Their experiences in the US sparked surprising insights into how service structures uniquely vary across cultural contexts. Here, Julie and Matthias encountered an unusual staff-to-table ratio in three-Michelin-star restaurants; generally, there was one Captain per only four tables. This staffing surplus starkly contrasted with what they were accustomed to in France, where a single Captain typically managed eight to ten tables. According to Matthias, “the level of attention to detail is often higher in the US because there are more staff members tending to fewer tables.”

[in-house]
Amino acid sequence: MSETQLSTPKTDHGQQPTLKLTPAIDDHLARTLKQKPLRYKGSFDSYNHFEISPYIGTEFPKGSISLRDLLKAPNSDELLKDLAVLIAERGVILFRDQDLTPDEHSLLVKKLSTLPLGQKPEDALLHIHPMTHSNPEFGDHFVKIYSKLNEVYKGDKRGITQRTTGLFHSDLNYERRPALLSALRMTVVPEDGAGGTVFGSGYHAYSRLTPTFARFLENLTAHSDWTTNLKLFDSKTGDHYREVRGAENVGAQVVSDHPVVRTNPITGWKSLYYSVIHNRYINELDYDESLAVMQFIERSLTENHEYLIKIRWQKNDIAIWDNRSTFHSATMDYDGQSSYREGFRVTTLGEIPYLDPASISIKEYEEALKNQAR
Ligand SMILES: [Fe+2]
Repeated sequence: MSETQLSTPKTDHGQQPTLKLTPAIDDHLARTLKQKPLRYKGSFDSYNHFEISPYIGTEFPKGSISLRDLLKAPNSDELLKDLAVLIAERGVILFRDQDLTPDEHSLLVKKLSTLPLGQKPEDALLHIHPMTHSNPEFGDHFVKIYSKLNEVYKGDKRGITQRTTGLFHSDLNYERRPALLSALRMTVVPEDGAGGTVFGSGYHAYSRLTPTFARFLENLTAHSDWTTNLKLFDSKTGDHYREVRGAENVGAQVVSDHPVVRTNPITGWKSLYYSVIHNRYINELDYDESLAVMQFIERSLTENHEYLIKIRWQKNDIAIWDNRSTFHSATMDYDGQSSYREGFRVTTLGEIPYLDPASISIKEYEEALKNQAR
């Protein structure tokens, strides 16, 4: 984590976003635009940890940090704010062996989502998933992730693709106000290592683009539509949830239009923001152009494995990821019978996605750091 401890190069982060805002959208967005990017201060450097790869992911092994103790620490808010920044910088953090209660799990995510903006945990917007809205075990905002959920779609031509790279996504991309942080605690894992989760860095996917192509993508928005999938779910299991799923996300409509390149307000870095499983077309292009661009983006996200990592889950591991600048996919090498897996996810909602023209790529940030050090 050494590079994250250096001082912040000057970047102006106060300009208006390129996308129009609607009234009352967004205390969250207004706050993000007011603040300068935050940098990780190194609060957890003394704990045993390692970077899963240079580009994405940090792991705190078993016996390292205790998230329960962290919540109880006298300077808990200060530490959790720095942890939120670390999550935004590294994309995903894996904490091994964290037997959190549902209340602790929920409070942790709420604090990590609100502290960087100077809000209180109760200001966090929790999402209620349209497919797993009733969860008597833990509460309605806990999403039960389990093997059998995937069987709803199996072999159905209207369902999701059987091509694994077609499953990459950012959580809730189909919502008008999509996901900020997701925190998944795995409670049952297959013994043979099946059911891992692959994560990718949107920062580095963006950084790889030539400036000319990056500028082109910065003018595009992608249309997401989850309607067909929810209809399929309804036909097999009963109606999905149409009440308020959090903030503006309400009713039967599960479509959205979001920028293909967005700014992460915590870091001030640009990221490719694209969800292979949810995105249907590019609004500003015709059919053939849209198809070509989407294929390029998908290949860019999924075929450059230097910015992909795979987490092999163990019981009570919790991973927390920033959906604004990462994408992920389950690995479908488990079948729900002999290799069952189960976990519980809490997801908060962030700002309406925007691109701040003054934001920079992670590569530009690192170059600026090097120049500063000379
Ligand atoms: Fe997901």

While the dedication to service remained constant, the duo also noticed a striking difference in guest engagement between the two countries. “In France, due to the larger ratio of tables to Captains, staff members often have less time to communicate and interact with guests compared to their counterparts in the US,” observes Julie. American establishments’ unique staffing structure allowed for a more personal connection with guests, as fewer tables per staff enabled them to initiate engaging, meaningful conversations actively.
Further distinguishing itself, Japan’s service displayed an intriguing blend of two cultures. As Matthias recalls his time at La Tour D’Argent in Tokyo, a French restaurant, the unique Japanese traits shone through. He recounts his experience, saying, “The mix between French and Japanese food was surprising, and the guests were so enthusiastic and proud to try the mix between these two cultures.”